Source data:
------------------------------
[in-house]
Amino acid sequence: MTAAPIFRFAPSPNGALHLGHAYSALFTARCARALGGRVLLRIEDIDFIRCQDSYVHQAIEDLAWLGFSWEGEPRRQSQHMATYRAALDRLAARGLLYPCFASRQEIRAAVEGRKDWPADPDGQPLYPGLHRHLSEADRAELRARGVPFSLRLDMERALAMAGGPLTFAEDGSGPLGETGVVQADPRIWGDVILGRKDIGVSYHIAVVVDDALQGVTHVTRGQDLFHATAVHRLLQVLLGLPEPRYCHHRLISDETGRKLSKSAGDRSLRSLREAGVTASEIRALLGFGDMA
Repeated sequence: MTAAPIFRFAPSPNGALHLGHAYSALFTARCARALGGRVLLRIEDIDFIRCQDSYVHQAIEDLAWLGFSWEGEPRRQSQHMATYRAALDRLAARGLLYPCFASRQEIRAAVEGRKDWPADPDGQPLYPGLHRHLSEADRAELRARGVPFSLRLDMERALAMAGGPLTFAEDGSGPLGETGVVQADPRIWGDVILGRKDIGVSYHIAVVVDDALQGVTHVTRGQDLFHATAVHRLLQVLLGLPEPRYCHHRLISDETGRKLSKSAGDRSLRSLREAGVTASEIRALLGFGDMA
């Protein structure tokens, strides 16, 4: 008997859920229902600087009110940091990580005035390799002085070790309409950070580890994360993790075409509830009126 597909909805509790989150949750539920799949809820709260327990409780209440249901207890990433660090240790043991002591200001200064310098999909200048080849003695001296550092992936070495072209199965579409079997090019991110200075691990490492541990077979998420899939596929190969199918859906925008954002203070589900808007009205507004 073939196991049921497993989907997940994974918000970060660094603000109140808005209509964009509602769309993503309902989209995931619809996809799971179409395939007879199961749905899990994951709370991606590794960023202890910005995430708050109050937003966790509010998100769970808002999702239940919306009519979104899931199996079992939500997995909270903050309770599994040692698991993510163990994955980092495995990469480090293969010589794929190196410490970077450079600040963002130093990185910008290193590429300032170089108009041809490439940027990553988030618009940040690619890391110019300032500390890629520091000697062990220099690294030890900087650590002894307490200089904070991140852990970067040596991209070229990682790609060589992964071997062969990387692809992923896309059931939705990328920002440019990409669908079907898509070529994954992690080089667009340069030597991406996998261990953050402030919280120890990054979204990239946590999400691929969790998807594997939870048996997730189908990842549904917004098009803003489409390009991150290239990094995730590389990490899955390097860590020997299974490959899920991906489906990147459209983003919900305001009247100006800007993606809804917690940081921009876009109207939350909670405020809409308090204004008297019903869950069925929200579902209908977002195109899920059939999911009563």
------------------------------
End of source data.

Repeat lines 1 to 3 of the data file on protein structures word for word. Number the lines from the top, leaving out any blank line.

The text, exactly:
[in-house]
Amino acid sequence: MTAAPIFRFAPSPNGALHLGHAYSALFTARCARALGGRVLLRIEDIDFIRCQDSYVHQAIEDLAWLGFSWEGEPRRQSQHMATYRAALDRLAARGLLYPCFASRQEIRAAVEGRKDWPADPDGQPLYPGLHRHLSEADRAELRARGVPFSLRLDMERALAMAGGPLTFAEDGSGPLGETGVVQADPRIWGDVILGRKDIGVSYHIAVVVDDALQGVTHVTRGQDLFHATAVHRLLQVLLGLPEPRYCHHRLISDETGRKLSKSAGDRSLRSLREAGVTASEIRALLGFGDMA
Repeated sequence: MTAAPIFRFAPSPNGALHLGHAYSALFTARCARALGGRVLLRIEDIDFIRCQDSYVHQAIEDLAWLGFSWEGEPRRQSQHMATYRAALDRLAARGLLYPCFASRQEIRAAVEGRKDWPADPDGQPLYPGLHRHLSEADRAELRARGVPFSLRLDMERALAMAGGPLTFAEDGSGPLGETGVVQADPRIWGDVILGRKDIGVSYHIAVVVDDALQGVTHVTRGQDLFHATAVHRLLQVLLGLPEPRYCHHRLISDETGRKLSKSAGDRSLRSLREAGVTASEIRALLGFGDMA